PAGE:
Sunday, July 7, 2013

Album Review: Crystal Fighters - Cave Rave (2013)

Oh, I don’t know. I’m really not sure what I want to say about the new (ish) Crystal Fighters album Cave Rave. I’ve listened to it a few times now and while it isn’t vastly different to the band’s debut, Star of Love, which I thoroughly enjoyed back in 2011, I’m not so sure about this one. I get the feeling you may be in for the archetypal “review of two halves” …

I closed my review of that previous album with the words … “I can’t wait to see what Crystal Fighters come up with next”… well, what they’ve come up with is more of the same; only this time it is a far more polished form of the Anglo/Spanish pop that served the band so well the first time around. Music that’s both danceable and instantly accessible. More warm summery vibes, more folk-world crossover fare for the masses. Some of it, with its big choruses and eternal optimism, might even be considered stadium ready if that’s the path Crystal Fighters wind up going down.
Listening to Cave Rave, it’s difficult to escape the feeling that such a route – that of mass appeal – is precisely the market Crystal Fighters are aiming for. And who can really fault a band for that … right?

A part of me really loves this stuff. If it isn’t already blatantly obvious from the content found on everythingsgonegreen, my very own guilty secret is an unashamed love for pop music in its purest forms, and Cave Rave fits the bill perfectly (as did Star of Love). There’s a helluva lot to like. Even in the midst of the Southern hemisphere’s deepest and darkest winter months there’s much warmth and positivity to be found amid these pop hooks. There’s times where you can almost feel the soft sand beneath your feet as you’re transported to a world where blue skies, long nights, and post-adolescent love reign supreme. The backdrop is a Mediterranean beach, the soundtrack an endless series of tides ebbing and flowing against its sun-baked shores.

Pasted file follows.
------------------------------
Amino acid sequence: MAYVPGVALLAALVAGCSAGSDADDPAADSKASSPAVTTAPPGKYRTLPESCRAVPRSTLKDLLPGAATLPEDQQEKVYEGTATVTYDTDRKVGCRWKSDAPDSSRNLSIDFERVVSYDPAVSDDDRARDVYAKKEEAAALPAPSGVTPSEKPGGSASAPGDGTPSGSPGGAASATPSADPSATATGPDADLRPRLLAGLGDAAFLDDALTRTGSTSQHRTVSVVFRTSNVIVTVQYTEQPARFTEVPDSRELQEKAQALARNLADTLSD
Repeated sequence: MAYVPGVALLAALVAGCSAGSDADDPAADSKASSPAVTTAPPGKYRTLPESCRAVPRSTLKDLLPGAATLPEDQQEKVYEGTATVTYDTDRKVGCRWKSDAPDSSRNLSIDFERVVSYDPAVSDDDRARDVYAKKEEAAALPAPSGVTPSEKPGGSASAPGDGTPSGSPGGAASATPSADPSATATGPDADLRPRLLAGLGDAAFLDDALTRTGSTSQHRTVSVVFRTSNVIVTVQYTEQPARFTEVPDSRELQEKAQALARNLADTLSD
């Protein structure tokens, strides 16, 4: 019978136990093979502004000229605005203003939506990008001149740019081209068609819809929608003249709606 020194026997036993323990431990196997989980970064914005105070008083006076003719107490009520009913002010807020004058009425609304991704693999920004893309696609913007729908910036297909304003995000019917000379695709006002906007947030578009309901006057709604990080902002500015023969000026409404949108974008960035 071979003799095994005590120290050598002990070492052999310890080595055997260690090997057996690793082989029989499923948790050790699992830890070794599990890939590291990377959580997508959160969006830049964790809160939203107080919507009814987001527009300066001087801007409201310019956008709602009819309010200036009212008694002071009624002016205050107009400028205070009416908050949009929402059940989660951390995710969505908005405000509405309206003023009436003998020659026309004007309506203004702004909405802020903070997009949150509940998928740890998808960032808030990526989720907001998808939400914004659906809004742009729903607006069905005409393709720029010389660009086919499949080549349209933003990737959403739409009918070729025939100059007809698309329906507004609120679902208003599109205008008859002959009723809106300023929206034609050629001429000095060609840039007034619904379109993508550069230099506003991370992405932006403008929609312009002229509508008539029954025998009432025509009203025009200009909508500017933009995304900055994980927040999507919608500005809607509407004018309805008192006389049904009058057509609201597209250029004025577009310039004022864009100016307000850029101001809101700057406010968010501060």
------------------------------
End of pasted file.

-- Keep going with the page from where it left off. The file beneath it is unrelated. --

So, that’s the good bit (I think). It’s the same band, and very much the same formula.

But I’m also wondering why it is some of these tracks just end up grating on my nerves. The harsher dubstep textures found on the band’s debut are no longer there, and the hooks and choruses on Cave Rave become almost a little too relentless in their wanton need to hit home. It somehow all feels a little too plastic for its own good … a little disposable, even.
A sharp edge has been removed from the band’s work on Cave Rave, replaced only by a slick slab of surfboard wax, and perhaps a random sprinkling of sugar; parts of the album are so saccharine and sickly there are moments where I’m scrambling from the beach, and crawling up into the dunes, looking for a place to quietly throw up … I’m classy like that.

It also feels a little bit like a “coming of age” album. An album for anyone going through that … by a band that might well be doing that very thing itself.

If I’m feeling a little conflicted about Cave Rave, it probably comes down to that age old mental quarrel between the youthful eternal optimist of yore, and aging world-weary cynic/realist of the now.

Or it might just be as simple as the fact that I’m currently caught in the midst of extreme southerly wind blasts coming up directly from the harsh mid-winter environs of the Antarctic, and the joys of Cave Rave feel as distant as they might possibly be right now.

Whatever the case, this one is worth saving, and I’m going to give it another crack in the summer months …

Download: ‘Wave’, ‘You & I', and ‘Everywhere’.

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